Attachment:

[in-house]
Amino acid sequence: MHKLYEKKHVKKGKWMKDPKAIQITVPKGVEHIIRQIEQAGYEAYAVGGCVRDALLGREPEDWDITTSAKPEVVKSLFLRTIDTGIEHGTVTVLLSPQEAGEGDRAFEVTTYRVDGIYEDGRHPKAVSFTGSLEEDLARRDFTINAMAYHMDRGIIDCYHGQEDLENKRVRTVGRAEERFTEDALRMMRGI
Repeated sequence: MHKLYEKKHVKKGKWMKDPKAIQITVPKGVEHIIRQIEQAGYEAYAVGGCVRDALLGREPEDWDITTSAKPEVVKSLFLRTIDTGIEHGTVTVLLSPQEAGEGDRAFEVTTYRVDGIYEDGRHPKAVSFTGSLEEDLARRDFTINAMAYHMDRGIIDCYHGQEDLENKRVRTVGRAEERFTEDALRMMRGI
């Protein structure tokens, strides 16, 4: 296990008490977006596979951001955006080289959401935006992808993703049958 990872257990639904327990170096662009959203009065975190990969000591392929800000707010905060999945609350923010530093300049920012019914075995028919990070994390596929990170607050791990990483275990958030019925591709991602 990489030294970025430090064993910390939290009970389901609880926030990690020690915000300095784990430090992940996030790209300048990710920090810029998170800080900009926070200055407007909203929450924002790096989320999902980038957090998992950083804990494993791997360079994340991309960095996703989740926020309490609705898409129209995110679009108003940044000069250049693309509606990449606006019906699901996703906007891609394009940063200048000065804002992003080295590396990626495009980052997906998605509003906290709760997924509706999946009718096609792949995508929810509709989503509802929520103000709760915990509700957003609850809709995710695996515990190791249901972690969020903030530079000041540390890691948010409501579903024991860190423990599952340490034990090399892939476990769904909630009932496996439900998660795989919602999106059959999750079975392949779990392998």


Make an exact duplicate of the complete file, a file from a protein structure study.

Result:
[in-house]
Amino acid sequence: MHKLYEKKHVKKGKWMKDPKAIQITVPKGVEHIIRQIEQAGYEAYAVGGCVRDALLGREPEDWDITTSAKPEVVKSLFLRTIDTGIEHGTVTVLLSPQEAGEGDRAFEVTTYRVDGIYEDGRHPKAVSFTGSLEEDLARRDFTINAMAYHMDRGIIDCYHGQEDLENKRVRTVGRAEERFTEDALRMMRGI
Repeated sequence: MHKLYEKKHVKKGKWMKDPKAIQITVPKGVEHIIRQIEQAGYEAYAVGGCVRDALLGREPEDWDITTSAKPEVVKSLFLRTIDTGIEHGTVTVLLSPQEAGEGDRAFEVTTYRVDGIYEDGRHPKAVSFTGSLEEDLARRDFTINAMAYHMDRGIIDCYHGQEDLENKRVRTVGRAEERFTEDALRMMRGI
């Protein structure tokens, strides 16, 4: 296990008490977006596979951001955006080289959401935006992808993703049958 990872257990639904327990170096662009959203009065975190990969000591392929800000707010905060999945609350923010530093300049920012019914075995028919990070994390596929990170607050791990990483275990958030019925591709991602 990489030294970025430090064993910390939290009970389901609880926030990690020690915000300095784990430090992940996030790209300048990710920090810029998170800080900009926070200055407007909203929450924002790096989320999902980038957090998992950083804990494993791997360079994340991309960095996703989740926020309490609705898409129209995110679009108003940044000069250049693309509606990449606006019906699901996703906007891609394009940063200048000065804002992003080295590396990626495009980052997906998605509003906290709760997924509706999946009718096609792949995508929810509709989503509802929520103000709760915990509700957003609850809709995710695996515990190791249901972690969020903030530079000041540390890691948010409501579903024991860190423990599952340490034990090399892939476990769904909630009932496996439900998660795989919602999106059959999750079975392949779990392998």